domingo, dezembro 11, 2016
I arrived in Vicenza in the evening, it was already dark, so my first view of the beautiful Piazza dei Signori was by the lights of Christmas decorations. The Basilica Palladiana shone white and beautiful, and I walked for a while in the cold evening air, then had a fine dinner and rested. The next day, the sky was blue and the city revealed itself - it was market day, so the Piazza dei Signori was occupied by busy stalls, not good for photographing, but nice to experience a lively city life amid old architecture.
And the architecture is indeed Vicenza's main asset - the whole city centre is full of beautiful Renaissance buildings, many by Palladio. The Piazza dei Signori has the Basilica Palladiana, the Loggia dei Capitaniato, and the columns with Saint Mark and the Lion, remains of the Venetian rule. The main street, Corso Palladio (what else? everything is "Palladio", from the main street to the tobacco stores and pharmacies) is lined with elegant palazzi with lovely façades and balconies.
At the end of Corso Palladio, by the Piazza Matteoti, where I enjoyed a cappucino while writing my travel journal, there is the Teatro Olimpico, the oldest covered theatre in Europe (by Palladio, of course) and the Palazzo dei Chiericati. Nearby, the Santuario di Santa Corona, a big brick building.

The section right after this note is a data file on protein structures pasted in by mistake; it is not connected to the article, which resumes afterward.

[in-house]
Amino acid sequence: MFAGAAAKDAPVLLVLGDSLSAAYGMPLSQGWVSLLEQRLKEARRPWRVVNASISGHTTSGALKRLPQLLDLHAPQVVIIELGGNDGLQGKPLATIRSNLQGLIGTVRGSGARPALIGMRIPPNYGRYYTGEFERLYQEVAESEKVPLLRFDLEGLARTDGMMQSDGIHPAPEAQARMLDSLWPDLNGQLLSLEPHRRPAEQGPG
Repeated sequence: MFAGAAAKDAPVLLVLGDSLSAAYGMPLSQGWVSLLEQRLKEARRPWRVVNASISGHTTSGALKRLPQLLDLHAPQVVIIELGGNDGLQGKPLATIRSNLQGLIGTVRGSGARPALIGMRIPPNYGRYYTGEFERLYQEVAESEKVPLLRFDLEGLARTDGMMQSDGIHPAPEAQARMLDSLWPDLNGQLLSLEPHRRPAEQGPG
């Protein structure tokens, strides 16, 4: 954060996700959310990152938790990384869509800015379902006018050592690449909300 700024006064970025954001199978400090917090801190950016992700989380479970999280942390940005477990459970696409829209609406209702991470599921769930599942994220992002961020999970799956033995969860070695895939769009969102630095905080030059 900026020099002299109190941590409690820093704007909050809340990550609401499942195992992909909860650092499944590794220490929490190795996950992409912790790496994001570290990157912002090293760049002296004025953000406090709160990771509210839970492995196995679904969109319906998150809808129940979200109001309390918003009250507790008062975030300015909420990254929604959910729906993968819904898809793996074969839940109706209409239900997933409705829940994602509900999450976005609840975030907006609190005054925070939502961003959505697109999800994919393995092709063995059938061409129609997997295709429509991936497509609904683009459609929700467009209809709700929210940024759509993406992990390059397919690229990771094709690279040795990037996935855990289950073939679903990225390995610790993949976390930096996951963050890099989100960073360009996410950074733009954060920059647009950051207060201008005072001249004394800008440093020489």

Then I walked the 2.5 km to the famous Villa Capra, a very nice walk along a river and then a narrow bike path. The Villa was closed, so I could see it only from the road; I had once seen the maquette in an exhibition in Madrid that showed its symmetrical perfection. From there, I took the country walk by the Villa dei Nani, and then the Via San Bastione, lined with lovely old villas, up to the Monte Berico basilica.
The view from there is magnificent, and I was so lucky it was a sunny day. The city on the plain with its roofs and domes, then the blue mountains with snowy peaks encircling the horizon, just beautiful. I stood there for a long time, just enjoying the landscape.
Down to the city again, through the Campo Marzo park to a busy street looking for the Paleo-Christian Basilica di SS Felice e Fortunato. It was closed, so I could see just the exterior and the stone sarcophagi in the yard.